Brussels wants EU taxes to fuel budget

Barroso Budget picnik.jpg

The European Commission listed yesterday (19 October) a number of options to fuel the EU's future budget, which is currently funded overwhelmingly by member states. An EU VAT, a tax on air transport or a share of new financial, corporate or energy taxes are among the possible options.

The options listed are not definitive and are intended to serve as a basis for discussion when the EU launches negotiations next year over its next long-term budget for 2014-2020.

"The Commission does not believe that the current mix [of resources] is appropriate," reads a note issued by the EU executive which underlines that almost 90% of the budget is directly funded by member states.

"Not only does this go against the spirit of the Treaties but this gave birth to the bitter debates about 'net contributors' and the complex concepts of rebates" which have been awarded to the UK, but also to Sweden, the Netherlands, Austria and Germany, argues the Commission.

This situation tends to favour "instruments with geographically pre-allocated financial envelopes rather than those with the greatest EU added value," the Commission concludes.

In view of this, Brussels is proposing to increase its own resources for the next long-term budgetary period in 2014-2020. In other words, the Commission wants funds which it can obtain directly instead of depending on member states for financial support.

Indeed, the global economic downturn has put member states' budgets under pressure, leading to austerity measures in almost every EU country, and Brussels is likewise urged to reduce its expenses.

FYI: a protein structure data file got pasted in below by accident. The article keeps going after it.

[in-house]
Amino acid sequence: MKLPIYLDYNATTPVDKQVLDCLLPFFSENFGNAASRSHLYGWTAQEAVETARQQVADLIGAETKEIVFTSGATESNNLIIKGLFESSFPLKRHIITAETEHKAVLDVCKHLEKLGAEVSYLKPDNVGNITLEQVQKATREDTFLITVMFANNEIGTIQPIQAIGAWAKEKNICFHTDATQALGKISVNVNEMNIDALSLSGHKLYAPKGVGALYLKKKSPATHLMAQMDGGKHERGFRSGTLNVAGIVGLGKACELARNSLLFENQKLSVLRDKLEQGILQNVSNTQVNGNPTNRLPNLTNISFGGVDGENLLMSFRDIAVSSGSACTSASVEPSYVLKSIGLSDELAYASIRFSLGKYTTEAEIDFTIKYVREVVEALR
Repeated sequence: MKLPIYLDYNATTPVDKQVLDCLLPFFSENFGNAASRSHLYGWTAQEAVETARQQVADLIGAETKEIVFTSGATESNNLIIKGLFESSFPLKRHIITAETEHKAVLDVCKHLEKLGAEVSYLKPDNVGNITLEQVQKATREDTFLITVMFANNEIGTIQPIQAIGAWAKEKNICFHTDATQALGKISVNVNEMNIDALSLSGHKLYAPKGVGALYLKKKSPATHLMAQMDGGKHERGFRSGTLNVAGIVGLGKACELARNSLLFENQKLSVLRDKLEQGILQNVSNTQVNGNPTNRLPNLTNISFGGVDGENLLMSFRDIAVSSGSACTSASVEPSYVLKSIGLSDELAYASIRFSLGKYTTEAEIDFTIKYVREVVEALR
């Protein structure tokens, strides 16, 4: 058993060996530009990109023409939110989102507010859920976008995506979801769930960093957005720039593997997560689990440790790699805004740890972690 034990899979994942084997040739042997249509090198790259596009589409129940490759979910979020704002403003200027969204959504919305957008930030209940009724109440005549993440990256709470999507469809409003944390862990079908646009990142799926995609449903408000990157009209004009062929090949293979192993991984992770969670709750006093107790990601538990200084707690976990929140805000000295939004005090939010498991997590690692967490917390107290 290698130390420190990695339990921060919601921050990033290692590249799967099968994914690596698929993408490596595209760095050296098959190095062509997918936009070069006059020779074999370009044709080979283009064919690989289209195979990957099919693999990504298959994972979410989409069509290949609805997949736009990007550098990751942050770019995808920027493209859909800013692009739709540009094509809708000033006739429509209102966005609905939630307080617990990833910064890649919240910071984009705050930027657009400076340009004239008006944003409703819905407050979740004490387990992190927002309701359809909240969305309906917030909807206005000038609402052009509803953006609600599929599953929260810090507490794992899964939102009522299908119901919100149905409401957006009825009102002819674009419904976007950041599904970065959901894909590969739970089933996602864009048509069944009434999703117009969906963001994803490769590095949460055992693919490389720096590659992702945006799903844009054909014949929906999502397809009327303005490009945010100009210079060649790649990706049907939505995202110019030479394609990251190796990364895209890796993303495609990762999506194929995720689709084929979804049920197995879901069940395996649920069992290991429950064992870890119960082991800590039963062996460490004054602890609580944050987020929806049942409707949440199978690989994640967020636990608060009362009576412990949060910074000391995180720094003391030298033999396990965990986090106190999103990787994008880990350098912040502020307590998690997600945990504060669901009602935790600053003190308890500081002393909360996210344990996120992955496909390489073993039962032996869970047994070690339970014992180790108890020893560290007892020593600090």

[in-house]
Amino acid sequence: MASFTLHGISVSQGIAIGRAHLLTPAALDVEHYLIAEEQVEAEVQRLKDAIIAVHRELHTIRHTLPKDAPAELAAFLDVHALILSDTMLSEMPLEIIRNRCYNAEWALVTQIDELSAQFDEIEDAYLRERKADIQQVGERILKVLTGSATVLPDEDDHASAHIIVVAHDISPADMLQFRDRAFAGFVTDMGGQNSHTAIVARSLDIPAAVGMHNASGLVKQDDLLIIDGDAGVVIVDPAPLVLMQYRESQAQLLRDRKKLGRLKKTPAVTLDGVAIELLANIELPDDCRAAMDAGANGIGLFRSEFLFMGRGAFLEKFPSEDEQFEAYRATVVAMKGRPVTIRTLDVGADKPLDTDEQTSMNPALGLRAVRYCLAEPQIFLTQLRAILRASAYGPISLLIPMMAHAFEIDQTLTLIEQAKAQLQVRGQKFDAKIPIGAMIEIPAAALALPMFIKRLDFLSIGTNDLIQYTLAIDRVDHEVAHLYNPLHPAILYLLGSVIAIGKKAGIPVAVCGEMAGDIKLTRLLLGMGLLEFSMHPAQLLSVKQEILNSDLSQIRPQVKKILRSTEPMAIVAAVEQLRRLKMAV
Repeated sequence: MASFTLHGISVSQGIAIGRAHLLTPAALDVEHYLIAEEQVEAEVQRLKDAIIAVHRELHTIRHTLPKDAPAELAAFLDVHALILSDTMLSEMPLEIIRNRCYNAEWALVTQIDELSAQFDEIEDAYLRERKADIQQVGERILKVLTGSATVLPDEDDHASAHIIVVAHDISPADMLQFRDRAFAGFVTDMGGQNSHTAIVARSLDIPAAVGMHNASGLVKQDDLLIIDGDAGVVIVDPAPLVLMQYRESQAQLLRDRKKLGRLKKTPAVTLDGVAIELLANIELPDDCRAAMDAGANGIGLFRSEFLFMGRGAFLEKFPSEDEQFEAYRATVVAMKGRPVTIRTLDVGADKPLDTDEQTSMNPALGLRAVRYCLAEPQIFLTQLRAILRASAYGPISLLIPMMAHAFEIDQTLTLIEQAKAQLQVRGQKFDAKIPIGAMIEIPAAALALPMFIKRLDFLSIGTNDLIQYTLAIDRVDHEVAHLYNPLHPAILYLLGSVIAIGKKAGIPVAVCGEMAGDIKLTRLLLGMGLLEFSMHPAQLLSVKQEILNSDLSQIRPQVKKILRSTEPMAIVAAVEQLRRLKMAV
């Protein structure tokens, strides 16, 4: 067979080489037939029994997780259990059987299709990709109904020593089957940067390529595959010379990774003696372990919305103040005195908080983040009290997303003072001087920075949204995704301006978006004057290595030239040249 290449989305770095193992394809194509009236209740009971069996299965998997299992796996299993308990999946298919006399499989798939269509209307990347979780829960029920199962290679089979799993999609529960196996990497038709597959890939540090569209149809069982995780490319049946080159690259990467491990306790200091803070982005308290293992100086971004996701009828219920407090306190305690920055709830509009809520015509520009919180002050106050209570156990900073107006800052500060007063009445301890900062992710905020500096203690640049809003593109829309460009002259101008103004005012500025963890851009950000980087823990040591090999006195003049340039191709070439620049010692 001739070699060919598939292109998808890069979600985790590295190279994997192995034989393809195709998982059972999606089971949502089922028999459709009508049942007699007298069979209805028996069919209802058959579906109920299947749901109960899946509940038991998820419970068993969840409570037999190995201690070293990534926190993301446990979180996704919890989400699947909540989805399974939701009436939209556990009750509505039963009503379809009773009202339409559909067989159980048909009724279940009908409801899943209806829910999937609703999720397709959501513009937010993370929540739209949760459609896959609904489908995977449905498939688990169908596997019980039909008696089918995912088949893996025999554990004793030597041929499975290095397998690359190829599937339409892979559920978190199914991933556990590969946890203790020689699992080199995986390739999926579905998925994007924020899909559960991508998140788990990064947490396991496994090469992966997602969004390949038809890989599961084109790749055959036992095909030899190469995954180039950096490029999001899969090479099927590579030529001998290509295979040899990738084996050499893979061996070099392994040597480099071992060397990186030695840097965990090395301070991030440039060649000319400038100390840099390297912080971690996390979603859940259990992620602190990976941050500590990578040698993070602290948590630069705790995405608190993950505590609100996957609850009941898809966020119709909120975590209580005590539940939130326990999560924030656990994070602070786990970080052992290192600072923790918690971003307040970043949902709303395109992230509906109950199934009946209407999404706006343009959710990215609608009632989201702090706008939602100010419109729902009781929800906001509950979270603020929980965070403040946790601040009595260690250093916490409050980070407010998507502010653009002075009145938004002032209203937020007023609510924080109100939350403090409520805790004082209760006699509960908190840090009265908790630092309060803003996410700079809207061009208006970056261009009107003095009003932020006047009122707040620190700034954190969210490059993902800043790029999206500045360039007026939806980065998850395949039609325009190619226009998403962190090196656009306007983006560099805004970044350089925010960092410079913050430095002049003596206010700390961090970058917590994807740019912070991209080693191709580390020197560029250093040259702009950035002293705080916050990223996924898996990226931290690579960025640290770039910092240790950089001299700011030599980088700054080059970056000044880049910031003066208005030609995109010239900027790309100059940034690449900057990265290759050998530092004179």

UK Business Secretary Vince Cable recently warned of a "backlash" across Europe if citizens are hit with cutbacks while Brussels' budget is untouched. "At a time when national governments have to make very deep cuts, people can't understand why the Commission and Parliament would want to protect the EU budget," he said.

Moreover, the European Union's only 'own resource', which comes from import duties, is gradually decreasing as a consequence of the lower tariffs applied by the EU on imported products.

As a follow-up to a number of ideas circulated in recent months, Brussels launched a budgetary review that proposes new own resources while at the same time eliminates one of the current levies imposed on member states' incomes.

Towards an EU VAT?

One of the Commission's most surprising proposals concerns the introduction of an EU Value Added Tax (VAT). Currently Brussels applies a levy on national VATs, which brings in something like €14 billion per year, but it reduces member states' incomes. 

The proposal foresees replacing the current levy with a direct EU VAT. This would lower the burden on member states, although it is likely to increase the burden on citizens. 

In an annex to the proposal, the Commission says that if the VAT were applied at a 1% rate across the EU, "combined with elimination of the existing VAT-based resource," it would bring to the EU coffers something like €41 billion a year. These figures result from a study carried out in 2004.

Other options

"The Commission puts forward the option of reducing member states' contributions by abolishing the VAT-based own resource and progressively introducing one or several new own resources as a replacement," reads a note from the EU executive.

The list of alternative 'own resources' suggested by the Commission is long, but "non-exhaustive," says the Commission.

A possible candidate for new own resources could be a share of a financial transaction or financial activities tax. Of the two, the first appears unlikely to be applied, as the Commission itself made clear at the beginning of October, while the second option also seems controversial.

Another option involves collecting the financial benefits of "auctioning greenhouse gas emission allowances". "An EU charge related to air transport" is also under consideration, following similar moves adopted in some member states.

"A share of an EU energy tax or of an EU corporate income tax" was proposed as well but opposition will likely be strong.